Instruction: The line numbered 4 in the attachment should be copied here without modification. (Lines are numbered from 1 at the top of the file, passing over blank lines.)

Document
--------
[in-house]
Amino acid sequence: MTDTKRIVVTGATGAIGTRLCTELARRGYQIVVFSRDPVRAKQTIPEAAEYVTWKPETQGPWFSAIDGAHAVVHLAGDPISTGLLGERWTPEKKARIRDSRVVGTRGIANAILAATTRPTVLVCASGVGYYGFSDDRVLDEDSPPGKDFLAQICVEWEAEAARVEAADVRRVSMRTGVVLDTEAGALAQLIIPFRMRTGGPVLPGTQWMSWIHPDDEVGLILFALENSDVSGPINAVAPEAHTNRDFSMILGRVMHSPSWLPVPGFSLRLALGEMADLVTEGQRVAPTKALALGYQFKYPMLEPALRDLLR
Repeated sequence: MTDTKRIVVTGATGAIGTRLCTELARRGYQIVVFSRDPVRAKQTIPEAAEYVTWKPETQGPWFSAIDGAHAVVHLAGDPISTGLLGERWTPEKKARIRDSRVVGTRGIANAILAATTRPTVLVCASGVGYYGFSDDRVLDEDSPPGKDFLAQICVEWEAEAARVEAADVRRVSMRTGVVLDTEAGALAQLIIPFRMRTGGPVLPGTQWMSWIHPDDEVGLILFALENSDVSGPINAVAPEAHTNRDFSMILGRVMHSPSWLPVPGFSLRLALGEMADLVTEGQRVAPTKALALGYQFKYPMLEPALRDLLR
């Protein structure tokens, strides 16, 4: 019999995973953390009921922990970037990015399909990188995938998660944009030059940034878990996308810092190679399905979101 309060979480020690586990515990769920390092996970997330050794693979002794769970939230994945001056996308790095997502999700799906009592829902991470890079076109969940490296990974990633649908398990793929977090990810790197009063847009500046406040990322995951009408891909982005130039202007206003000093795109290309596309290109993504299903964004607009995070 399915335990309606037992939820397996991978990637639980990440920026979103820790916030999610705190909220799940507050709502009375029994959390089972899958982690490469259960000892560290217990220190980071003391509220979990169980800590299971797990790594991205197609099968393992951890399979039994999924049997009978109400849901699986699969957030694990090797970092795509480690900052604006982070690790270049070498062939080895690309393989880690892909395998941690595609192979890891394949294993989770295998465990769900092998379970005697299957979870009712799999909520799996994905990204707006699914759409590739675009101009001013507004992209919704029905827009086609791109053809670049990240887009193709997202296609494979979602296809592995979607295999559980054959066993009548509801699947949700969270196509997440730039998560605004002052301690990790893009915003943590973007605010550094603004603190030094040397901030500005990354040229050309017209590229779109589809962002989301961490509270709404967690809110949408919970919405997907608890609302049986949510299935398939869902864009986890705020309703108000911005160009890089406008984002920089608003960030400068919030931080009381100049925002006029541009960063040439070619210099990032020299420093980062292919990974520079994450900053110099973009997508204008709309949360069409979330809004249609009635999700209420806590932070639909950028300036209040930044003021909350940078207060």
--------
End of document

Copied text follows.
């Protein structure tokens, strides 16, 4: 019999995973953390009921922990970037990015399909990188995938998660944009030059940034878990996308810092190679399905979101 309060979480020690586990515990769920390092996970997330050794693979002794769970939230994945001056996308790095997502999700799906009592829902991470890079076109969940490296990974990633649908398990793929977090990810790197009063847009500046406040990322995951009408891909982005130039202007206003000093795109290309596309290109993504299903964004607009995070 399915335990309606037992939820397996991978990637639980990440920026979103820790916030999610705190909220799940507050709502009375029994959390089972899958982690490469259960000892560290217990220190980071003391509220979990169980800590299971797990790594991205197609099968393992951890399979039994999924049997009978109400849901699986699969957030694990090797970092795509480690900052604006982070690790270049070498062939080895690309393989880690892909395998941690595609192979890891394949294993989770295998465990769900092998379970005697299957979870009712799999909520799996994905990204707006699914759409590739675009101009001013507004992209919704029905827009086609791109053809670049990240887009193709997202296609494979979602296809592995979607295999559980054959066993009548509801699947949700969270196509997440730039998560605004002052301690990790893009915003943590973007605010550094603004603190030094040397901030500005990354040229050309017209590229779109589809962002989301961490509270709404967690809110949408919970919405997907608890609302049986949510299935398939869902864009986890705020309703108000911005160009890089406008984002920089608003960030400068919030931080009381100049925002006029541009960063040439070619210099990032020299420093980062292919990974520079994450900053110099973009997508204008709309949360069409979330809004249609009635999700209420806590932070639909950028300036209040930044003021909350940078207060």